As I work through my CDs, I'm finding one or two that aren't registered in FreeDB. They're all pretty good, but I suspect you won't find them on Kazaa. Here is the list:

  - The Jazz Butcher Conspiracy - Illuminate (1995)
  - Throneberry - Trot Out The Encores (1996)
  - The Miracle Mile - Bicycle Thieves (1995?)
  - Detty Kurnia - Dari Sunda (Indonesia, 1995)
  - Sali Sadibe - Wassoulou Foli (Mali, 1995)
  - The Painted Word - Universal (1995?)
  - Kanda Bongo Man - The Best Of (Congo, 1999)

User Journal

Journal Journal: 99.7% and counting 3

I went and did it. Joined the only club that would have me, despite Groucho's warnings. To be honest, sitting in that dim room, surrounded by malformed faces, unkempt and badly dressed, I felt truly at home. Yes, despite many attempts to be on the side of testosterone and rubgy, I came out of the closet and joined my local Mensa group. The psychologists doing the tests said I was smarter than 99.7% of my fellow humans. I apologised and told him I'd had a bad day, which was true. Little baby crying all night does not make for the sharpest of wit.

So, now I'm wondering what I'm going to do with that Mensa card. First, it's always useful when someone calls me stupid (this happens surprisingly often, just like my Slashdot comments get marked -1 Troll more than I'd like). I can pull out my piece of paper and say "unless you are one of those three per thousand, technically you are the stupid one".

It was that kind of answer that made me popular at boarding school. Only after some years did I discover that "popular" meant one was allowed to have a girlfriend and generally enjoy life, rather than being playfully beaten up all the time. I was seriously shocked and disillusioned when I found that spitting is not a sign of affection.

The funniest part of the Mensa package was a survey asking about whether my high intelligence had caused problems when I was younger, and still did. "Did you find other people were slow and stupid?" Well, duh!! Education is good, but it tends to force a single speed on the whole group. My brain shut down for the most part, so much that I almost dropped out of university. In one famous CompSci course (database design, I guess) I got 7 out of 100. In numerical analysis, a fantastic 30%. I was saved by the arrival of the microcomputer, which gave me an open canvas on which to learn how to think again. After a year of doing nothing else than writing 6502 assembler and teaching myself to sell games on cassette, I went back to CompSci and finished my degree, getting near-perfect results in every subject without even trying. My tutor was, how can I put it, somewhat stunned.

I measured my IQ when I was about 20, getting 125. This is good, but not extraordinary. I guess it's about average for students in a good university. Mensa scored me at 140, which is still less than Descartes, but OK for a middle-aged man with a headful of worries.

For me this is pretty good evidence that the education systems we have constructed are seriously flawed, and not just for us "clever" people. I've been lucky to find ways to define my life so that I can live and work in fifth gear... this means running my own business, doing the things I want to, living where I like, and so on. It would be surprising if such a regime was not good for one's IQ.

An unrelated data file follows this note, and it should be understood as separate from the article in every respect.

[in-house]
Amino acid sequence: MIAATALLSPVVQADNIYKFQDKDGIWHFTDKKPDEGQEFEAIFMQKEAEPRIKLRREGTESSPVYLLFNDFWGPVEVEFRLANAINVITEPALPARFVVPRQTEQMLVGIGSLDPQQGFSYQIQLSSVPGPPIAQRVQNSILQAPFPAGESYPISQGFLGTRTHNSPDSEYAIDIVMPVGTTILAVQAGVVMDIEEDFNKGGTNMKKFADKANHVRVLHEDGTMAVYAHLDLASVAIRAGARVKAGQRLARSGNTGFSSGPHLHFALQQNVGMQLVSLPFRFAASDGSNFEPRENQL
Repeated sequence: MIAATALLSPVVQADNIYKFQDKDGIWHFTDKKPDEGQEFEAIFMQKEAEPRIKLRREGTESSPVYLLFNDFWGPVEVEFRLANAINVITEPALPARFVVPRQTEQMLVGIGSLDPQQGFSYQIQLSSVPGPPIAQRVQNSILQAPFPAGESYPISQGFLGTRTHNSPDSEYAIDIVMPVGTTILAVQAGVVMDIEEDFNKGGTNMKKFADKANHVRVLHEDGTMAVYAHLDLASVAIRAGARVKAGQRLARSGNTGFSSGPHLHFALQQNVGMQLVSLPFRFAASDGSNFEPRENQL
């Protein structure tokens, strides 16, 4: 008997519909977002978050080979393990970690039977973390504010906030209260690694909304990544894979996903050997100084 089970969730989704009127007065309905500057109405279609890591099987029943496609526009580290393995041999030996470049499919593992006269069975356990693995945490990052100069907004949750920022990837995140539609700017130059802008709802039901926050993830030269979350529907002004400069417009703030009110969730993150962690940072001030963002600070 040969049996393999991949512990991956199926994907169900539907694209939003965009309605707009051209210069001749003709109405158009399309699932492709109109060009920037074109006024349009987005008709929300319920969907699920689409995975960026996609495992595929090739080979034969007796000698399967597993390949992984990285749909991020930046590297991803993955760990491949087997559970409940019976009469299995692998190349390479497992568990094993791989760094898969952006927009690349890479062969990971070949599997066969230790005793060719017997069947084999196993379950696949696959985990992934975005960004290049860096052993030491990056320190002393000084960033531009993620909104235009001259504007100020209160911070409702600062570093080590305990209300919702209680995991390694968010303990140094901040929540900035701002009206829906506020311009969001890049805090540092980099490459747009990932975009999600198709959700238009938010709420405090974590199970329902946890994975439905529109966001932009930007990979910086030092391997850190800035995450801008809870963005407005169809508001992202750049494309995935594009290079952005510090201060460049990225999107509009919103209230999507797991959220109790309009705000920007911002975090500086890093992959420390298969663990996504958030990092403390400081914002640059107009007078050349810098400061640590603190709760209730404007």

But what about the millions of people who suffered through regulated traumas at school, who found themselves in cubicles and boxes at work, and who may well be running in third gear for most of their lives?

Even a small difference in mental health - and this is what I'm talking about - must have very serious consequences over time.

I'd like to get more case studies on this subject, so if you have a minute to tell your experiences, that'd be great. And perhaps an entry in your journal so that others can come here and add their thoughts too.

User Journal

Journal Journal: Playlist of the month

I've decided to rescan my entire CD collection. This is a monstrous task: I spent much of 1996-9 ruthlessly spending the excessive amounts I earnt as an IT consultant on quality CDs, using the simple approach of reading the wonderfully sharp reviews of Q magazine and buying every CD that got 4 or 5 stars. There were a few duds - even Q magazine has its parochial tastes - but an incredible number of bullseye hits as well. Each month I listed about 15-20 CDs that I wanted to buy. It was hard at first, the local Belgian record shops did a good job but I was not satisfied with an 70% score. The Web was just starting and I ordered CDs from cdnow.com using (incredibly) their telnet ordering interface. The Belgian customs men, bless their black hearts, decided that those little packs of 4-5 CDs were subject to import duties, which doubled their price. Thus ended my first period as a sponsor of Internet commerce. Finally, I found, in the back pages of Q, a small record shop in Birmingham that was happy to scour the catalogues for the bizarre and eclectic CDs I was ordering. Q magazine reviewed everything that was released on the UK market except classical music. And so I have ended up with a large and varied collection that covers everything from Indonesian bop-rock to country-western to heavy metal. There are some truly curious things released on CD. And some of them are truly fantastic. And if they were released between 1996-1999, chances are I have them.

In 1999 I was saved from eventual bankruptcy by the Y2K and Internet booms which pushed me to start my business and invest in people rather than music (big, big mistake :-) !). My supplier decided he could not compete with the new online vendors and folded. And I was left with something like 2.500 individually excellent CDs and the feeling of hard disk inadequacy.

I always knew exactly how much hard disk space I needed: 120 Gb. This in the days when 1 Gb cost $1000 (and I still have a couple of those SCSI disks, and they still work).